In the games, users can follow along with the rover Spirit as it searches for water on Mars, travel in real-time with the rover Curiosity as seeks signs of life, probe every nook and cranny of the Gale Crater, learn about and configure your own rover, and free-drive around Mars.

Luo said the simulations use real telemetry data from the mission, which helps make them accurate. “Rendering the terrain was actually the hardest part,” Luo said. “It’s 25 centimeters per pixel, so very accurate. If you run over a mound in the game, then there’s a real mound in that exact same spot on Mars.”

The Unity tools themselves don’t cost much to acquire. The basic version is free. The licensing model NASA uses has a bit more graphical kick and allows apps to be deployed to smart phones in addition to all the other supported platforms. That version costs $7,500 and allows the agency to author its games once, and deploy them anywhere.

The Xbox frontier

The games on the NASA website are impressive, and some of them, especially the one where you configure and drive your own rover, are fairly technical. But they are for the most part aimed at kids and younger players. To capture a slightly older demographic, Luo wanted to go where no federal agency had gone before: the Xbox 360. They worked with Microsoft to create the Mars Rover Game, which was distributed for free on the Xbox Live Network, the game service that everyone with an Xbox 360 can access. 

The Mars Rover Game is more of an arcade title. Its purpose is to get people excited about space travel more than teach them how it really is out there. As such, there are lots of traditional game elements, such as hitting a series of boxes at just the right time to trigger the ship’s thrusters to begin braking. It even uses the Xbox 360’s Kinect device, which is a special camera for the console that detects and captures player movement.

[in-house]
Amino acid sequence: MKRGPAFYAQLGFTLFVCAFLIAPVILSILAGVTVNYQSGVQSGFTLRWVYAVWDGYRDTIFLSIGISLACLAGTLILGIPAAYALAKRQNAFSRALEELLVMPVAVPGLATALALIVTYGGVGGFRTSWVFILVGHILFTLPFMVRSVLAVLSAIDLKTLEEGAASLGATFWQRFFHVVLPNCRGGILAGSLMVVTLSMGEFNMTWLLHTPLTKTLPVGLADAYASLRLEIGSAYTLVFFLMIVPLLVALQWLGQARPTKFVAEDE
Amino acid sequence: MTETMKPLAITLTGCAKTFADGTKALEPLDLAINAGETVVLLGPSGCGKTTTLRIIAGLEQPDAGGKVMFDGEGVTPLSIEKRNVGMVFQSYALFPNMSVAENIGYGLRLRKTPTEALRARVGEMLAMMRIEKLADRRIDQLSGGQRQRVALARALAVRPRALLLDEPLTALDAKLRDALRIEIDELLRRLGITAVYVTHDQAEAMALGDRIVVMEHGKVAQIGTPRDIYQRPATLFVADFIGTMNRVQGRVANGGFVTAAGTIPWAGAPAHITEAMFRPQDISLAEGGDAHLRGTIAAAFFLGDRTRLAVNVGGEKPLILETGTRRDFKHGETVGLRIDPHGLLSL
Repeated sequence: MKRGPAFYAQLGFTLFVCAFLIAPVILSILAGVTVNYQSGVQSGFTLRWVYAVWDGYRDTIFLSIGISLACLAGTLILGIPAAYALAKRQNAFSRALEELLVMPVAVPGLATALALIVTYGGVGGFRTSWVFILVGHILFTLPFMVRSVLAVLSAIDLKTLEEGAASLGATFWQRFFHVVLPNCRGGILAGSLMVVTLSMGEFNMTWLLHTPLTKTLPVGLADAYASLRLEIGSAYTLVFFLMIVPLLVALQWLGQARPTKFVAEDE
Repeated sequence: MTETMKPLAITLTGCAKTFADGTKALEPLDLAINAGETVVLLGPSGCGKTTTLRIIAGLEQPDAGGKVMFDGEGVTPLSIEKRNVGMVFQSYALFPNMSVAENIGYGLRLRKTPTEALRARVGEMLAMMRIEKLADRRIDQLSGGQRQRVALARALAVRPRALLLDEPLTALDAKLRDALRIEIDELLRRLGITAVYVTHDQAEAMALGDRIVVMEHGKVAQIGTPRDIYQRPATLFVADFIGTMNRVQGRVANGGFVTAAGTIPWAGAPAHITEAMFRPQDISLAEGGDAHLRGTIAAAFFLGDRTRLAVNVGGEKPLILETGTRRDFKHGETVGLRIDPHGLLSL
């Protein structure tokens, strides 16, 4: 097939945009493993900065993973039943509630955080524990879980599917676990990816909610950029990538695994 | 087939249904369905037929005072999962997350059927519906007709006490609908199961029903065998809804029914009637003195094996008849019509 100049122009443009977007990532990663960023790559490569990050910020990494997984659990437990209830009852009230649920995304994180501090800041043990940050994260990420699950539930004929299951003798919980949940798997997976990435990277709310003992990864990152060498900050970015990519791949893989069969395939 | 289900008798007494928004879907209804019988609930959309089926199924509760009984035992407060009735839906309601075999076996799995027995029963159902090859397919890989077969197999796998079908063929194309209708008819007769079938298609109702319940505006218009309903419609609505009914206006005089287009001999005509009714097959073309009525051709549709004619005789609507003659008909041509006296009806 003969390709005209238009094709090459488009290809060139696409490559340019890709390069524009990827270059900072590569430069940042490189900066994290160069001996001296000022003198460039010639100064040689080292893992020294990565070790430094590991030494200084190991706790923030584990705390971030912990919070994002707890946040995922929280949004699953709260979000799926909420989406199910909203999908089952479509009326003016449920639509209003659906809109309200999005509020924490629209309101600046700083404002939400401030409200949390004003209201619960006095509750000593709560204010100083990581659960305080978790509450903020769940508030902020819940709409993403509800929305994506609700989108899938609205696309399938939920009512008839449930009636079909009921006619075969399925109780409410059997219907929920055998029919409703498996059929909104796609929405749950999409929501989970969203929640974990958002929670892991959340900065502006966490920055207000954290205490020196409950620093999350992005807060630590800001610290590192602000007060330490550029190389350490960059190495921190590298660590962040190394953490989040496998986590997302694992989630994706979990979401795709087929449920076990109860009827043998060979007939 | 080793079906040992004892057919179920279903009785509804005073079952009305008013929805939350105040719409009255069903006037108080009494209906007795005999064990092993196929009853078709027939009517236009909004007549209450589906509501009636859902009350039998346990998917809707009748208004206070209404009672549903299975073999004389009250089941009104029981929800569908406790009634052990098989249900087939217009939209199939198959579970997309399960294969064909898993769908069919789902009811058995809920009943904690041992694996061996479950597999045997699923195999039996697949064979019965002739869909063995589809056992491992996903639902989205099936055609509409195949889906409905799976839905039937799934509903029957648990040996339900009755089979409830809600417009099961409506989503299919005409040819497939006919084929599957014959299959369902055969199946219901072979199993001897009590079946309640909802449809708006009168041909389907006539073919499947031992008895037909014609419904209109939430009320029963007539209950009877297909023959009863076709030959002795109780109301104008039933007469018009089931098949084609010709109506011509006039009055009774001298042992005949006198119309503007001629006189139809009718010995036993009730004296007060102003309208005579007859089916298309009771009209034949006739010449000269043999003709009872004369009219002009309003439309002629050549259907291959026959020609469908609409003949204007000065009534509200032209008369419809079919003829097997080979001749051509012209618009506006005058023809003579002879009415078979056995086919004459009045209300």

Luo said that using the Kinect was a natural fit for his team, since they were looking at it as a possible controller for moving around real robots in space. In fact, he said, his team does that type of thing all the time. “Gaming companies build these cheap tools and we examine them to see if they can be used to control robots,” he said. “Now we look at them in two ways. First to see if they can be used for exploration and then if they would be a good fit for our outreach programs,” as the Kinect was with the Mars Rover Game.

Luo’s team is studying the possibility of using the new Leap Motion Controller to direct the movements of the gigantic All-Terrain Hex-Limbed Extra-Terrestrial Explorer (ATHLETE) robot that one day may be tasked with exploring asteroids in our solar system. In fact, he and other NASA scientists demonstrated Leap control of the six-legged ATHLETE at the recent Game Developers Conference in San Francisco. With the controller, scientists can use their fingers, spider-like, as legs of the robot. As they move their fingers, the legs on the ATHLETE also move in tandem.

The Mars Rover Game on Xbox Live and the suite of titles on the Mars Website have been exceedingly popular according to Luo. When asked if NASA and JPL plan to do more with gaming and gamification, Luo was enthusiastic.

“I certainly hope so,” he said. “When you look at what we put into it in terms of money and time compared with how many people played the games and the level of attention they brought, they were huge successes.”

Reader Comments

Wed, Apr 3, 2013 Killian

When I was younger, I was inspired to get into engineering by a silly video game. I've worked on some pretty amazing projects since then, nothing famous or anything, but really cool stuff that helped to make the world a better place. I think if NASA can get people interested in space exploration, especially young people, then it could inspire a whole new group of people to come up in government service, and who knows what they will accomplish. It sounds like it does not cost NASA very much to do this kind of thing, and the returns could be huge.

Tue, Apr 2, 2013 Harvey

Wondering when Someone is going to object to NASA spending the money and time on this. I think this is a great use of the money and time in proof of concept efforts but I'm sure others will disagree.